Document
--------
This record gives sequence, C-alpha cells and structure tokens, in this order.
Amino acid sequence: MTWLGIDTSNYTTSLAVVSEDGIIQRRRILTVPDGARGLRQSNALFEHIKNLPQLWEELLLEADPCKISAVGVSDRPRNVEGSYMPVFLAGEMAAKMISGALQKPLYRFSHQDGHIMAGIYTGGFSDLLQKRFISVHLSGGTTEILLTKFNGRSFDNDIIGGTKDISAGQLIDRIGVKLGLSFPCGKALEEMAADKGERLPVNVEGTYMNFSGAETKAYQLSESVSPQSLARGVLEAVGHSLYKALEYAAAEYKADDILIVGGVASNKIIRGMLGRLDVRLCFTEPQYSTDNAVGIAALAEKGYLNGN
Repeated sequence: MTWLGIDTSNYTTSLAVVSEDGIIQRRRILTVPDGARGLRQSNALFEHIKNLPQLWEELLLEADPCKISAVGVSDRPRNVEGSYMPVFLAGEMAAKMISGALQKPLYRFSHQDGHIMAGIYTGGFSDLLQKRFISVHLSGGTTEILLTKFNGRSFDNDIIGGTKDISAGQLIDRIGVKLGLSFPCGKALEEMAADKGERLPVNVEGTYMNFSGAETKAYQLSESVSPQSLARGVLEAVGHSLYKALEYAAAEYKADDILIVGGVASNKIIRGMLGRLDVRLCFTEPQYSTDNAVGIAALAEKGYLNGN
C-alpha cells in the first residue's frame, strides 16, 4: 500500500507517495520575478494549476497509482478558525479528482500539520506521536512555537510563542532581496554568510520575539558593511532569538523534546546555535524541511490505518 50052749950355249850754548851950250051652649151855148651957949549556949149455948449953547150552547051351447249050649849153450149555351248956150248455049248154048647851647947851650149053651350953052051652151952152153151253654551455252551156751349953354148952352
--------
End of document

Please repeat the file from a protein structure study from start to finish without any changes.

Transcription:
This record gives sequence, C-alpha cells and structure tokens, in this order.
Amino acid sequence: MTWLGIDTSNYTTSLAVVSEDGIIQRRRILTVPDGARGLRQSNALFEHIKNLPQLWEELLLEADPCKISAVGVSDRPRNVEGSYMPVFLAGEMAAKMISGALQKPLYRFSHQDGHIMAGIYTGGFSDLLQKRFISVHLSGGTTEILLTKFNGRSFDNDIIGGTKDISAGQLIDRIGVKLGLSFPCGKALEEMAADKGERLPVNVEGTYMNFSGAETKAYQLSESVSPQSLARGVLEAVGHSLYKALEYAAAEYKADDILIVGGVASNKIIRGMLGRLDVRLCFTEPQYSTDNAVGIAALAEKGYLNGN
Repeated sequence: MTWLGIDTSNYTTSLAVVSEDGIIQRRRILTVPDGARGLRQSNALFEHIKNLPQLWEELLLEADPCKISAVGVSDRPRNVEGSYMPVFLAGEMAAKMISGALQKPLYRFSHQDGHIMAGIYTGGFSDLLQKRFISVHLSGGTTEILLTKFNGRSFDNDIIGGTKDISAGQLIDRIGVKLGLSFPCGKALEEMAADKGERLPVNVEGTYMNFSGAETKAYQLSESVSPQSLARGVLEAVGHSLYKALEYAAAEYKADDILIVGGVASNKIIRGMLGRLDVRLCFTEPQYSTDNAVGIAALAEKGYLNGN
C-alpha cells in the first residue's frame, strides 16, 4: 500500500507517495520575478494549476497509482478558525479528482500539520506521536512555537510563542532581496554568510520575539558593511532569538523534546546555535524541511490505518 50052749950355249850754548851950250051652649151855148651957949549556949149455948449953547150552547051351447249050649849153450149555351248956150248455049248154048647851647947851650149053651350953052051652151952152153151253654551455252551156751349953354148952352